Benefitspro.com asked me to write about the new IRS Revenue Procedure. If you didn’t see it there, we are reposting it here on The Principal® blog. Article originally posted on benefitspro.com.
To err is human. To fix complex errors is, well, complex.
I’ve received several phone calls over the past couple of days about the recent revenue procedure issued by the Internal Revenue Service (IRS) that impacts the system for correcting retirement plan compliance mistakes, the Employee Plans Compliance Resolution System (EPCRS).
Mostly, the calls are coming from people who have read that the procedure—known as Internal Revenue Procedure 2013-12 or Rev. Proc. for short—somehow affects 403(b) plans. But the callers are struggling to understand how. They have found the Rev. Proc., and the summaries about the procedure, are overwhelming and highly technical. The fact is that the Rev. Proc. is highly technical because it covers a highly technical issue. Even the shortcut terminology—Rev. Proc., EPCRS—tends to make eyes glaze over.
So what exactly should a financial professional know about the compliance resolution system and the updated procedure?
First, it’s helpful to understand that the EPCRS itself is not new. But it is periodically updated and that is what has happened now.
Second, it helps to understand why this compliance resolution system is even necessary. It centers around one of the more attractive features of qualified retirement plans, tax deferrals. A basic premise of the Internal Revenue Code (IRC) is that any payment between an employer and an employee is taxable income UNLESS that payment meets specific provisions AND a complex set of related regulations, then it can be tax deferred. In other words, it is taxed at some point in the future, rather than immediately. Unfortunately there isn’t wiggle room that allows for a best effort to satisfy most of the rules. ALL of the rules have to be satisfied in order to get the favorable tax treatment.
Satisfying all of those rules, all of the time, is a tall order. The reality is that mistakes happen because these plans are administered by humans. When there are mistakes, the payments, or entire plan, can be “disqualified” or subject to taxes now rather than the future; or worse, could be taxable in the past, meaning the taxes are delinquent and penalties and interest would be due.
Fortunately, the government understands that mistakes happen; that it is good public policy to encourage retirement savings, and bad policy to punish individuals with tax consequences for human errors that are often beyond their control. That is why we have this compliance resolution system, the EPCRS. It is a series of highly technical rules and procedures for correcting certain errors so that the plan can remain in compliance and favorable taxation is not lost. All of the compliance rules are complex in the first place, so it is not unreasonable—or surprising— to expect that correction methods will be even more complex.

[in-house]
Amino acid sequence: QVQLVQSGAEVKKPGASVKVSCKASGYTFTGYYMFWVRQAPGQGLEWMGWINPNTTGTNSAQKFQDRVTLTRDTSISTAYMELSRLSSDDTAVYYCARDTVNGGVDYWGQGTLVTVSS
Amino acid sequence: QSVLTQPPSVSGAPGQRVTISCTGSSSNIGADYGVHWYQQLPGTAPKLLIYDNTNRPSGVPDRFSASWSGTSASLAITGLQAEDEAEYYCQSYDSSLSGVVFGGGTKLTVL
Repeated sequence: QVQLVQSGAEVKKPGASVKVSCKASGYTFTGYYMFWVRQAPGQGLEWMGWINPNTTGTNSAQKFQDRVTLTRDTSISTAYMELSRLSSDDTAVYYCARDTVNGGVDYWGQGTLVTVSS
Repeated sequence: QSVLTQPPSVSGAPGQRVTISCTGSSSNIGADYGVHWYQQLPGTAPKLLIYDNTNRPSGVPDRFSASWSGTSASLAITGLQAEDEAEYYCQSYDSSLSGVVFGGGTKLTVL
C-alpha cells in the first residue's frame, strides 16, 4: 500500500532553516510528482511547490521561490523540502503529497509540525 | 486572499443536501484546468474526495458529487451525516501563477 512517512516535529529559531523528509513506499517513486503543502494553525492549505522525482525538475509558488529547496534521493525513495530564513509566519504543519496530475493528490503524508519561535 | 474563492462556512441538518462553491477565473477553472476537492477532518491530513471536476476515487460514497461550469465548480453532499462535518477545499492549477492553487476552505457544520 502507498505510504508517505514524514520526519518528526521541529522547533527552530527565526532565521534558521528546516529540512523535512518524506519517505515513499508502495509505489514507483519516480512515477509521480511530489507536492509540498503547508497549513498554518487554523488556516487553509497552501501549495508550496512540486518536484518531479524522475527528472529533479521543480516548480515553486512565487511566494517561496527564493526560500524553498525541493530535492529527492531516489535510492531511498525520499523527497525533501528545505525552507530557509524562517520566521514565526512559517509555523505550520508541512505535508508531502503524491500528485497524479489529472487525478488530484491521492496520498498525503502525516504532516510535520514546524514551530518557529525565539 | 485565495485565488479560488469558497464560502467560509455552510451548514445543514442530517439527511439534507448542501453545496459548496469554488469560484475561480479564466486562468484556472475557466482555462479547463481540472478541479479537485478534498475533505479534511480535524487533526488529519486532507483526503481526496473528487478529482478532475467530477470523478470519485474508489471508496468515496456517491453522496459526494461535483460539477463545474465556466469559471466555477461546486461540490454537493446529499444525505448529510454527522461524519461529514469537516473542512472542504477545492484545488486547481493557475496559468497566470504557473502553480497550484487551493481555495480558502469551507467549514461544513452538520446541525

Although a plan sponsor can go through the corrective processes themselves, it typically makes sense to involve experts who understand the rules and who are authorized to practice before the IRS. Similar to a mistake on your personal income tax return, or a problem found on audit, you could represent yourself with the IRS, but it usually makes much more sense to hire a qualified tax advisor.
Back to 403(b)s
The callers are correct. This latest update has now incorporated 403(b) plans in a more meaningful way than ever before. In other words, there is more ability to correct human error in 403(b) plan compliance. The updated version of EPCRS generally allows 403(b) plans to take advantage of the same sorts of correction methodologies that have been available to 401(k) and other 401(a) plans. Until now, 403(b) plans have not been afforded the luxury of having specific correction procedures and leaving them at risk of disqualification or having to negotiate error corrections with the IRS on a case by case basis. That was hardly efficient or very effective. Some bugs still need to be worked out of the system, but having 403(b) plans included in the EPCRS is a step in the right direction.
As I said earlier, to err is human. To have a way for 403(b) plans to fix errors is divine.
In addition to blogging here, I also tweet regularly about topics of interest to Tax Exempt plans. Follow me on Twitter: @1aaronfriedman1.
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